The Causey brothers were formerly buffalo hunters. The big lumbering buffalo were hunted in the southwest to the point where they declined from a peak of over 100 million animals to near extinction in only a few decades during the late 1800s.
Likely the best known Causey brother went by George Causey, though his given name was Thomas Leander Causey. He was born in 1849 in Madison County, Illinois and died in Roosevelt County, New Mexico in 1903. How he came by the nickname of George is unknown. He was a single man most of his life. He married in 1903 but died by his own hand only a few weeks after he married.
George was the first born of ten children to George Washington Causey and Mary Adeline Crowder Causey. The others were Mark, John Van Cleave, Eliza Jane, Mary Adeline, Charles Grant and Nellie Grant (twins), Robert Lincoln, George Washington, Jr. and Rose Evelyn. All but one or maybe two of the children were born in Illinois. George W. (the father) had been born in Tennessee and in the 1870 census, his occupation was listed as farmer and was still shown as being a farmer in the 1900 census before his death in 1907 at around 80 years of age. He died in Guthrie, Logan County, Oklahoma. Mary Adeline had predeceased him, also in Oklahoma, in 1895.
Thomas Leander “George” Causey does not appear have served in the Civil War, although he may indeed have done so. Near the end of the war, however, he is said to have worked as a freighter hauling supplies to Army forts and trading posts in Kansas. This profession became less profitable as the railroad system expanded and goods could be transported reliably via rail.
At some point, George began to hunt and trade in animal hides, following the buffalo herds south and west from Kansas to Oklahoma and later to Texas and New Mexico. George is reputed to be a prolific buffalo hunter, and by esimates of others is said to have killed over 40,000 of these animals, living off money he earned from selling both hides and meat.
By around 1877, George and at least two brothers, Robert and John, had come to Yellow House Canyon, apparently near the current town of Littlefield, Texas. The brothers, George, John and Bob, came to the area in the late 1870s. They are first believed to have settled with a couple of other partners on the western side of Yellow House Draw.
Yellow House Draw was a natural old watercourse, or stream bed, in the Llano Estacado that ran for about 150 miles originating around 20 miles south of Melrose, Roosevelt County, New Mexico all the way to near the current town of Lubbock, Lubbock County, Texas. There it ties into a fork of the Brazos River. There, still hunting for the remnants of the buffalo herds, the Causeys built an adobe house at a water hole there before exploring a bit further south into the Four Lakes area, in the northern part of what is now Lea County. They eventually settled on the southern end of the county near Monument Spring, still hunting the last of the buffalo which had been hunted until around 1880 in this area.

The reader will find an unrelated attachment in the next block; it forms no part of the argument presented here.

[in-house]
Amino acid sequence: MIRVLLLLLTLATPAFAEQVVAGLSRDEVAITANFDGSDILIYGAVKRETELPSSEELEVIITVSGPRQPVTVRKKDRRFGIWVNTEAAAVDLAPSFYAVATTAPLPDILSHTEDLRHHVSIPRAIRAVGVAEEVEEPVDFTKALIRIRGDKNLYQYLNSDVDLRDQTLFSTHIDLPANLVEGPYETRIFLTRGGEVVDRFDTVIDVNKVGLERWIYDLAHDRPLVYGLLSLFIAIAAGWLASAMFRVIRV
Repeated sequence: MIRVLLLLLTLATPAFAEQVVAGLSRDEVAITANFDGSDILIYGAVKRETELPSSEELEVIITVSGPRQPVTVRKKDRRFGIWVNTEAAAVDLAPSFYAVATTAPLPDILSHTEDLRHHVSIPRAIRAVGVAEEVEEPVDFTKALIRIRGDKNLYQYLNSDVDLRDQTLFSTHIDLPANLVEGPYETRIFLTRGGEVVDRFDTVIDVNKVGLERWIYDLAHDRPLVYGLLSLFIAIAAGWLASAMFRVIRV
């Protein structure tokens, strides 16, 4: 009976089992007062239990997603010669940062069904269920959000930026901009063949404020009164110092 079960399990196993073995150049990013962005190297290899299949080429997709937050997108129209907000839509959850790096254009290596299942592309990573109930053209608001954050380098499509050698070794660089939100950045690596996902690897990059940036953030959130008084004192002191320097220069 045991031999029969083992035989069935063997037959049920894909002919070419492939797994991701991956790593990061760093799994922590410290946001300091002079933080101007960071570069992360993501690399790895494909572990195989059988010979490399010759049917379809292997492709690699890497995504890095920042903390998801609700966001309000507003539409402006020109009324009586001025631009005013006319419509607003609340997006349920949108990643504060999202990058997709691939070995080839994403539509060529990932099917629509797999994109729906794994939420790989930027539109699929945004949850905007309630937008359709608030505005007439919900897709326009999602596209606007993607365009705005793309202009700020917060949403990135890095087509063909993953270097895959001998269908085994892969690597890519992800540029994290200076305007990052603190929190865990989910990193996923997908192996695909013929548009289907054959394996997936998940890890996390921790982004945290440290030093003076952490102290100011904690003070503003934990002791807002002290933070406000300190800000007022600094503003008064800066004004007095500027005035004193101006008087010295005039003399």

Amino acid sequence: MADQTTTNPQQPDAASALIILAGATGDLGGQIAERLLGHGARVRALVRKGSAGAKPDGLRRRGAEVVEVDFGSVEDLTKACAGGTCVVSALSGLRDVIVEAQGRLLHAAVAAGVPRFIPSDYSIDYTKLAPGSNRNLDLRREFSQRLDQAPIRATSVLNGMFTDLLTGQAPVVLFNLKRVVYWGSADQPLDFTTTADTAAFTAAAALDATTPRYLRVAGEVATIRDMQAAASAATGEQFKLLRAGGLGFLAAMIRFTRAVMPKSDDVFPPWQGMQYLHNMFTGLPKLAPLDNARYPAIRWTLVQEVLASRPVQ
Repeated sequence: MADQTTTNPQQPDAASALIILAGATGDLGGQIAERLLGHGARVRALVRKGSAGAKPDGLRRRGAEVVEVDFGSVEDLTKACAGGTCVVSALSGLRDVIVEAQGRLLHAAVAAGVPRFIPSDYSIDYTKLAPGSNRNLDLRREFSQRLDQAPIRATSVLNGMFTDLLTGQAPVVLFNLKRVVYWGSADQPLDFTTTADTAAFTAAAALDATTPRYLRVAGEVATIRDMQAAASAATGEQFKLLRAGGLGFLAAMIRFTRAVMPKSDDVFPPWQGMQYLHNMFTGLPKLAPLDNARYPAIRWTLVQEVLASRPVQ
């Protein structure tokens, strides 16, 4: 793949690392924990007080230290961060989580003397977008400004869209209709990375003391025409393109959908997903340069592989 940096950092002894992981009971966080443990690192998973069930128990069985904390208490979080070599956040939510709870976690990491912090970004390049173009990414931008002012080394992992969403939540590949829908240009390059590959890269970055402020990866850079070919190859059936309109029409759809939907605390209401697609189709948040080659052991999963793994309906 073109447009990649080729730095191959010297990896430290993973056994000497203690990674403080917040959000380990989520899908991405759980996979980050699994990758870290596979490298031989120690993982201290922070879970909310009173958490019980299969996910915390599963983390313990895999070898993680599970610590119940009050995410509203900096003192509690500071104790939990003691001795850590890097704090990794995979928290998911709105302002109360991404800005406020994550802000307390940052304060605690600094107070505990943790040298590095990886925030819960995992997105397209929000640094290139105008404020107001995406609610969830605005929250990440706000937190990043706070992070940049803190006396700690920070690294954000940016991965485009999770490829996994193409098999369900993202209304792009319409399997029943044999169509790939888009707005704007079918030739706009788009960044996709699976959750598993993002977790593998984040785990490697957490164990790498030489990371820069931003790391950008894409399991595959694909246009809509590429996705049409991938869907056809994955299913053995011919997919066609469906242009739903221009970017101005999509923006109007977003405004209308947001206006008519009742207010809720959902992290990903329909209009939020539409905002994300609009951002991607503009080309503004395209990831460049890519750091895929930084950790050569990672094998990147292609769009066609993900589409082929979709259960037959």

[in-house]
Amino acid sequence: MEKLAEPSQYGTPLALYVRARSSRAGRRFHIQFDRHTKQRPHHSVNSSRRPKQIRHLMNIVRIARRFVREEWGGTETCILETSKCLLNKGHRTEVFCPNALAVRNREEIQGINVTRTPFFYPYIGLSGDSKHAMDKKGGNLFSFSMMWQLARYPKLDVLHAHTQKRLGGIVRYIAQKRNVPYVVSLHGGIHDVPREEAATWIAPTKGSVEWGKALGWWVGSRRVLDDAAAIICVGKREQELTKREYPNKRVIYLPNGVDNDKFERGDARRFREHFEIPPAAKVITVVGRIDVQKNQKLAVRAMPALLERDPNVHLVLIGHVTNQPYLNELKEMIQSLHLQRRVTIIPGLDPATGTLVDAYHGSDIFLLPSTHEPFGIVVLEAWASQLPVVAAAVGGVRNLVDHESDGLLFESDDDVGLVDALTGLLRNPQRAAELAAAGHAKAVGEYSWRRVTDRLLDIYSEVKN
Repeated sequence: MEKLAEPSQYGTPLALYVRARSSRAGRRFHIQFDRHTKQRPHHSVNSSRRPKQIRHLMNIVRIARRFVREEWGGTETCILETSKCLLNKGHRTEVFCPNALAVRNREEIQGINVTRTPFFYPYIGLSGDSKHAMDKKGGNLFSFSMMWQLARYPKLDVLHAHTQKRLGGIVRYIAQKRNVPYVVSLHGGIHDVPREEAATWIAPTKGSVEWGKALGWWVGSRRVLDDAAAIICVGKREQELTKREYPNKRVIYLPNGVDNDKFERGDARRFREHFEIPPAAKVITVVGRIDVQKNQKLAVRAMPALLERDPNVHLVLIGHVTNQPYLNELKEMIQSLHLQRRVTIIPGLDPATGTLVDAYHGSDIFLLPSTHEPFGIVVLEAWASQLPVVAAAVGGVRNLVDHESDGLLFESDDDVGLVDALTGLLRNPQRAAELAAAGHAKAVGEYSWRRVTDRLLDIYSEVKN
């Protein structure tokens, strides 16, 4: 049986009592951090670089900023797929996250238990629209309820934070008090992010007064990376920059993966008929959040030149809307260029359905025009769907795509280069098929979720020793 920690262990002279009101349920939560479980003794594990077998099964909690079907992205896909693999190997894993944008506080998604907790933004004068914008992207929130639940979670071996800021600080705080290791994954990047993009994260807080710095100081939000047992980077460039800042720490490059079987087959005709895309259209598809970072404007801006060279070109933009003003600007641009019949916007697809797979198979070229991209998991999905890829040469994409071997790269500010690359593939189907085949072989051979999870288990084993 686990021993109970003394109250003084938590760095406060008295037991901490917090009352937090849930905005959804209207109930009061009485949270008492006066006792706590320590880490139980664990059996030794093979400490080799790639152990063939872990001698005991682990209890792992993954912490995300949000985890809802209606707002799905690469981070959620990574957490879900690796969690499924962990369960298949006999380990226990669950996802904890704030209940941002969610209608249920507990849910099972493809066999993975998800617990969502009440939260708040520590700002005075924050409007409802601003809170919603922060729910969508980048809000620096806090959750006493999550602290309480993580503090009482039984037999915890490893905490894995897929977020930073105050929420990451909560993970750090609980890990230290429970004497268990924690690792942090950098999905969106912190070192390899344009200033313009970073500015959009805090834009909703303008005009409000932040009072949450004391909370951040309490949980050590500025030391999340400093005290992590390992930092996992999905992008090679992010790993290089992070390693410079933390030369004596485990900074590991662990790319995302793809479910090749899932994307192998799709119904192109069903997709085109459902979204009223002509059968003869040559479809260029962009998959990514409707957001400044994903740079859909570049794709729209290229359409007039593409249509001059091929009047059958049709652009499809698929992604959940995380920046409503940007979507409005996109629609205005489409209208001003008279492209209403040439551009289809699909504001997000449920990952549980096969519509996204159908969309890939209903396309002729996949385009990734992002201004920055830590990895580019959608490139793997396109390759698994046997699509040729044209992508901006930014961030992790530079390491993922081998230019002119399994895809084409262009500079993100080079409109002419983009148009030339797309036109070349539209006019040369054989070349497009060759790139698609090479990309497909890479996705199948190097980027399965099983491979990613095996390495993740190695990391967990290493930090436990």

By the early 1880s, the brothers had tried to make the transition to capturing and selling wild mustangs. They began by capturing 100 mustangs along with about 50 stray beef cattle after the brothers moved to what became Lea County. An early task was to look for water, which they found in the northern part of the current county. George bought an Eclipse direct stroke windmill. Their ranch is referred to as being the first ranch in Lea County. After operating there for some time, that ranch was sold and George relocated some five miles south of Lovington. He had to supply water from Monument Spring and built a rock house. Causey ran his horse and cattle operation for a number of years from that location. He also contracted to drill water wells and set windmills for other settlers.
Around 1900, the exact date is unknown, Causey was riding a horse in a mustang roundup. The mount got spooked and fell after possibly stepping into a badger hole and breaking its leg, after which it rolled over Causey. Ranch hands came upon him two days later, sent for a wagon and brought him back to the headquarters at Four Lakes and then taking Causey on to Roswell for further medical treatment. Causey was then transported to Missouri for further treatment but never regained full health, reportedly suffering from a continuing spinal injury causing him extended pain and discomfort. Causey sold his ranch to the owners of the Hat Ranch. He and his brothers continued to operate a mustang operation on the open range in Chaves County. His employees also continued the water well drilling operation.
Causey was married to a nurse of German ancestry named Johanna Fewson on April 8, 1903 and established a ranch between Kenna and Roswell. About six weeks later on May 18, 1903, Causey is believed to have taken his own life. Witnesses heard a gun shot, ran to the room and found Causey fatally wounded. When he died, Causey was 54 years old. Funeral services were held in Roswell at the First Christian Church after which Causey was buried in Southside (now called South Park) Cemetery there. His brothers Bob and John moved away and lived until the mid 1930s. Bob is buried in Arizona and John is buried in California.
Sources: Elvis E. Fleming’s articles in the Roswell Daily Record on George Causey. Fleming gives much credit to Gil Hinshaw’s book “Lea: New Mexico’s Last Frontier” and to Vivian H. Whitlock’s book “Cowboy Life on the Llano Estacado.” Sources also include genealogy records on the Causey family and various other newspaper articles.